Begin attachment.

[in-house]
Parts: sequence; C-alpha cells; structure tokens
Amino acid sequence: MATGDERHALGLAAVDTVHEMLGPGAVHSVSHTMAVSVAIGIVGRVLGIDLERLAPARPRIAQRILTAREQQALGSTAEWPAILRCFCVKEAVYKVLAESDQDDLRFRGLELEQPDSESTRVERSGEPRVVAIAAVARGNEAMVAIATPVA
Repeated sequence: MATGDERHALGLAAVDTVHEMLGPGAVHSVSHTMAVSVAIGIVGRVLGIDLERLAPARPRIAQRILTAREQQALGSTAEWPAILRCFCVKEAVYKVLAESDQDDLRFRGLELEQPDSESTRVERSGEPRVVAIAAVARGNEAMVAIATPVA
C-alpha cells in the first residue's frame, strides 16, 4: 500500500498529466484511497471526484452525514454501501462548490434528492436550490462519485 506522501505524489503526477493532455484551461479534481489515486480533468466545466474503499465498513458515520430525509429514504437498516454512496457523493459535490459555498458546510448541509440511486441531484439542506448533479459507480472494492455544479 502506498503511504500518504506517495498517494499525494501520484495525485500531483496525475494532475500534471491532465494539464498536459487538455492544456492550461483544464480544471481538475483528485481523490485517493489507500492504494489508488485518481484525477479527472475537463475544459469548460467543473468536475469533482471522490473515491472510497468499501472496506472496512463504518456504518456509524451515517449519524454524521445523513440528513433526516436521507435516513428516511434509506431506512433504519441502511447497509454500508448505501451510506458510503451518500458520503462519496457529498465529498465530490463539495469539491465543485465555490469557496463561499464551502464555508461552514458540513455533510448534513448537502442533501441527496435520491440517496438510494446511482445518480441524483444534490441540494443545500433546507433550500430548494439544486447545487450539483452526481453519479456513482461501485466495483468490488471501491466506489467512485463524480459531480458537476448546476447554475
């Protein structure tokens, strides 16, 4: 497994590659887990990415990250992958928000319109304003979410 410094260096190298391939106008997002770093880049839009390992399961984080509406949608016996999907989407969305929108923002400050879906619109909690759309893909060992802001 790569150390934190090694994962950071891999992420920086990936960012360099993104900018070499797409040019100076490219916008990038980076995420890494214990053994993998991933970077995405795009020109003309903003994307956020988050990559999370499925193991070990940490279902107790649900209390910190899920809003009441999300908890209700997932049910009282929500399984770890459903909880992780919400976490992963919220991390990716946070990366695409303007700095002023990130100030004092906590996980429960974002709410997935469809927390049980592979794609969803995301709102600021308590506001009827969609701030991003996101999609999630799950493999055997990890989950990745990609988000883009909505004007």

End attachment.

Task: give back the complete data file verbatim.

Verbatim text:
[in-house]
Parts: sequence; C-alpha cells; structure tokens
Amino acid sequence: MATGDERHALGLAAVDTVHEMLGPGAVHSVSHTMAVSVAIGIVGRVLGIDLERLAPARPRIAQRILTAREQQALGSTAEWPAILRCFCVKEAVYKVLAESDQDDLRFRGLELEQPDSESTRVERSGEPRVVAIAAVARGNEAMVAIATPVA
Repeated sequence: MATGDERHALGLAAVDTVHEMLGPGAVHSVSHTMAVSVAIGIVGRVLGIDLERLAPARPRIAQRILTAREQQALGSTAEWPAILRCFCVKEAVYKVLAESDQDDLRFRGLELEQPDSESTRVERSGEPRVVAIAAVARGNEAMVAIATPVA
C-alpha cells in the first residue's frame, strides 16, 4: 500500500498529466484511497471526484452525514454501501462548490434528492436550490462519485 506522501505524489503526477493532455484551461479534481489515486480533468466545466474503499465498513458515520430525509429514504437498516454512496457523493459535490459555498458546510448541509440511486441531484439542506448533479459507480472494492455544479 502506498503511504500518504506517495498517494499525494501520484495525485500531483496525475494532475500534471491532465494539464498536459487538455492544456492550461483544464480544471481538475483528485481523490485517493489507500492504494489508488485518481484525477479527472475537463475544459469548460467543473468536475469533482471522490473515491472510497468499501472496506472496512463504518456504518456509524451515517449519524454524521445523513440528513433526516436521507435516513428516511434509506431506512433504519441502511447497509454500508448505501451510506458510503451518500458520503462519496457529498465529498465530490463539495469539491465543485465555490469557496463561499464551502464555508461552514458540513455533510448534513448537502442533501441527496435520491440517496438510494446511482445518480441524483444534490441540494443545500433546507433550500430548494439544486447545487450539483452526481453519479456513482461501485466495483468490488471501491466506489467512485463524480459531480458537476448546476447554475
């Protein structure tokens, strides 16, 4: 497994590659887990990415990250992958928000319109304003979410 410094260096190298391939106008997002770093880049839009390992399961984080509406949608016996999907989407969305929108923002400050879906619109909690759309893909060992802001 790569150390934190090694994962950071891999992420920086990936960012360099993104900018070499797409040019100076490219916008990038980076995420890494214990053994993998991933970077995405795009020109003309903003994307956020988050990559999370499925193991070990940490279902107790649900209390910190899920809003009441999300908890209700997932049910009282929500399984770890459903909880992780919400976490992963919220991390990716946070990366695409303007700095002023990130100030004092906590996980429960974002709410997935469809927390049980592979794609969803995301709102600021308590506001009827969609701030991003996101999609999630799950493999055997990890989950990745990609988000883009909505004007």